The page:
We hope that all of you continue to visit the farmers markets as the seasons change. There is no reason that most of the farmers markets should have to end anytime soon- we will continue to produce food for several more months!! Come say hello to us at the Dallas Farmers Market in the historic downtown every Saturday morning between 8am & 11:30. We are also regulars at the Powder Springs farmers market in historic downtown Powder Springs on Thursdays from 4-8. The farmers markets are alot of fun because they offer a variety of products in addition to vegetables, such as baked goods and honey. Both markets also have live music on some days. In Dallas we have enjoyed seeing the Llama's come visit (that's right- live llamas!) and the greyhound dogs! We also really enjoy talking to folks who come by and talking to the other farmers. We love seeing families come and it's a great way for kids to learn more about where food comes from.

Friday, July 24, 2009

Fall Vegetable Subscription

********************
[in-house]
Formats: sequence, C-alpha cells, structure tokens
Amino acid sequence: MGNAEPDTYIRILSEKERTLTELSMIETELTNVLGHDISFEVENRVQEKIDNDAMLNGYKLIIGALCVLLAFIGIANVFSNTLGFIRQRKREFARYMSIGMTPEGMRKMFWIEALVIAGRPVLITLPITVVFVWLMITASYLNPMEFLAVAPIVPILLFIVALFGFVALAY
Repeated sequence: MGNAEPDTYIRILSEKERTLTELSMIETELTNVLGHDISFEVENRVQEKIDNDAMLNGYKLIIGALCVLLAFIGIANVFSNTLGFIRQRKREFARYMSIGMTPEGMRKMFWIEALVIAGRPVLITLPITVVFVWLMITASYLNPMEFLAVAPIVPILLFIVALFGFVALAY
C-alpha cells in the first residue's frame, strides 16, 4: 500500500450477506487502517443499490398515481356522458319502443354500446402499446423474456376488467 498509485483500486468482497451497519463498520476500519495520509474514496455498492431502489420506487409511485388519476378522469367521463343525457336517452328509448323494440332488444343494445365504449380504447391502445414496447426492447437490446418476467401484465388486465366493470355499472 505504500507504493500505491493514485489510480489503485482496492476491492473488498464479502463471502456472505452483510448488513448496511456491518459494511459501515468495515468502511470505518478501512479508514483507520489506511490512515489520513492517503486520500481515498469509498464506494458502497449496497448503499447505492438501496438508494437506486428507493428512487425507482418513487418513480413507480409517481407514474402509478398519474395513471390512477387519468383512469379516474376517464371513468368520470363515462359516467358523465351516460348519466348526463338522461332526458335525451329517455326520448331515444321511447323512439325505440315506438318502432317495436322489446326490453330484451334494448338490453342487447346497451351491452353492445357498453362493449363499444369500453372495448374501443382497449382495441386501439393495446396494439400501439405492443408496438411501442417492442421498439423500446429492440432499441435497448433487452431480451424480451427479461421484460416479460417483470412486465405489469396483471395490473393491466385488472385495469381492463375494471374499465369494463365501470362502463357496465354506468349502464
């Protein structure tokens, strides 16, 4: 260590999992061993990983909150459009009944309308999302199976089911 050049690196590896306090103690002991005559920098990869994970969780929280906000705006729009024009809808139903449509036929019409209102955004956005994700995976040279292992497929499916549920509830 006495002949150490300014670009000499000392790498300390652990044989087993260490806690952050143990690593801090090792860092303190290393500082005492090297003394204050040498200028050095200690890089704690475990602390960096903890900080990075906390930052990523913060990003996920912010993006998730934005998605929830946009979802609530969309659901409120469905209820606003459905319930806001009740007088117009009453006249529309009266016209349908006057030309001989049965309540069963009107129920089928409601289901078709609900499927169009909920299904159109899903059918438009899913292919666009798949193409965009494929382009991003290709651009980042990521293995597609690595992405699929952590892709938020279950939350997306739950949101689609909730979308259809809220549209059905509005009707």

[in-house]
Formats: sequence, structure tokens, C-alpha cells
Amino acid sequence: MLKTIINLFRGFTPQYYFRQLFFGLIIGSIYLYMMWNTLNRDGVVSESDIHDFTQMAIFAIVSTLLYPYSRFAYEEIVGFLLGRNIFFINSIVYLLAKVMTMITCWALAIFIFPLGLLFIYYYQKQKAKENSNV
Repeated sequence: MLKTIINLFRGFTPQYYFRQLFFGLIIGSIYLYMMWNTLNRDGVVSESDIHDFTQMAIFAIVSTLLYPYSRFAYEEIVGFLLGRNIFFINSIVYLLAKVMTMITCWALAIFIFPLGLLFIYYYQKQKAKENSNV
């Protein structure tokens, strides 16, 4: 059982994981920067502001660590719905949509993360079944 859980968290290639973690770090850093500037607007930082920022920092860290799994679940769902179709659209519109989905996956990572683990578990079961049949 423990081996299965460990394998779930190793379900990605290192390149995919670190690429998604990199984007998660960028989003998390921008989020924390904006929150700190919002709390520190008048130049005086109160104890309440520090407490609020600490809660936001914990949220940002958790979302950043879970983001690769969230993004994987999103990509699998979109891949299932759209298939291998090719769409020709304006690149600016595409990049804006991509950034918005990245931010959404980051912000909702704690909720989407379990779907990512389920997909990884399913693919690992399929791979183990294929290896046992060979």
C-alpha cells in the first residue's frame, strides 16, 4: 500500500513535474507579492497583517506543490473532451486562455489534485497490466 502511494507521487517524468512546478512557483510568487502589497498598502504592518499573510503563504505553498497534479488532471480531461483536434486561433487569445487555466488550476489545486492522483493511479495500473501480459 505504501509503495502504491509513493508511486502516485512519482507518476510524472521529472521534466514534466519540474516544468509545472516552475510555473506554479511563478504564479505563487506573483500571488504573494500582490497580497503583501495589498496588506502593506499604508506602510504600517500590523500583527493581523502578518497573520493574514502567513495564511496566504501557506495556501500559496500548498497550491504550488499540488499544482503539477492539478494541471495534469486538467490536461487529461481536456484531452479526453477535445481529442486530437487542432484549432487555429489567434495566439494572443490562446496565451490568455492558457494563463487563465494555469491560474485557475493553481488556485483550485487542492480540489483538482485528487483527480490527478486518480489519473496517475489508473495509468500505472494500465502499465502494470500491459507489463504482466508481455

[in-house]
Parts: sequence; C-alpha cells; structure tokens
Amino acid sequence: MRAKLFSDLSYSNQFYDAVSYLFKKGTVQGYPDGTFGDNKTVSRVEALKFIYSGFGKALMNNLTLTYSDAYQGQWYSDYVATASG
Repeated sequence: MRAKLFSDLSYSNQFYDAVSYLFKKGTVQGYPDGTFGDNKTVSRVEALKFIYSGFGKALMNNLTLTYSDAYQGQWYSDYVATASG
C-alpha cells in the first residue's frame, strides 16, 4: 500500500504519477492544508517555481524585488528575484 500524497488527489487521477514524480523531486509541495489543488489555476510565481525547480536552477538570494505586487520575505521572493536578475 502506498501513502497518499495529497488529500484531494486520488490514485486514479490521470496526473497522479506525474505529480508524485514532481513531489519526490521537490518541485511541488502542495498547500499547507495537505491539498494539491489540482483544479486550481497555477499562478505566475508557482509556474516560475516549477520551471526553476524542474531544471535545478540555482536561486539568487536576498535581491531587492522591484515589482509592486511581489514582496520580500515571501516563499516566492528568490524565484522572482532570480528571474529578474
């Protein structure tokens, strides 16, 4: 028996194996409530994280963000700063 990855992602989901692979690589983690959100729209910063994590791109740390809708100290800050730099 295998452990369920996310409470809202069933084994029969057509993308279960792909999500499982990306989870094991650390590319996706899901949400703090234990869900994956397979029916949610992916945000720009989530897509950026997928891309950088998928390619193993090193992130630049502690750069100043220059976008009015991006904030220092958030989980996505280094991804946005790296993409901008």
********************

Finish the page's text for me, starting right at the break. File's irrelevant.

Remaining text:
As summer vegetables are in full swing, we are already looking to the fall production. We have decided to offer a 10-week subscription to a weekly box of seasonal fall and late summer vegetables. Some of you may not be very familiar with this new way of connecting with a farm to enjoy their seasonal harvest. The way it works is that a farm finds interested customers who want to enjoy their fresh produce regularly and support the local farm in the process. Farmers need to have an idea of how many people are going to buy their products before they spend all that time and money producing it, so the customers sign up to become members of a seasonal vegetable subscription. Many people now call this model "Community Supported Agriculture" or CSA for short because it is literally through the support of the local community that the farm is able to be successful. As you might have noticed, most of the produce you buy in the store, and even some that you buy at farmers' markets (see previous post), is shipped in from other states, namely Florida and California. Many times the produce is picked unripe and allowed to ripen in transit, compromising the taste, nutrition and overall quality of the food. With our farm, we pick the produce the day before we sell it, if not the same day! And, your money is able to stay in the community, benefiting other local businesses and helping to preserve surrounding farmland. So, that's some of the reasoning behind it, now here are some of the logistics: Our Fall CSA will begin during the week of September 21st and will run for 1o weeks. During that time, we will provide you and your family with a weekly box of fresh, naturally grown vegetables. Each box will contain 5-7 different vegetables. We are selling the boxes for $20 each, but the vegetables are often worth more than that. We ask that each member commit to the entire season through one of our payment methods. Please ask us about those options. Finally, once we know where our customers are located, we will arrange some drop-off sites where we can meet to deliver your vegetable boxes. Ideally, we would like to have several customers for each drop site, so tell your friends! Vegetables will include: broccoli, cauliflower, carrots, beets, radishes, lettuce, winter squash, sweet potatoes, collard greens, mustard greens, turnips, swiss chard, garlic and spinach. Some of our late summer crops will also be included, such as green beans, summer squash and anything else that is still producing. Please contact us for more information and to sign up. We will only have 20-25 slots available so space is limited. To learn more about CSA programs, click here. To sign up for ours, email us or call. Our contact information is on our blog and on our listing here.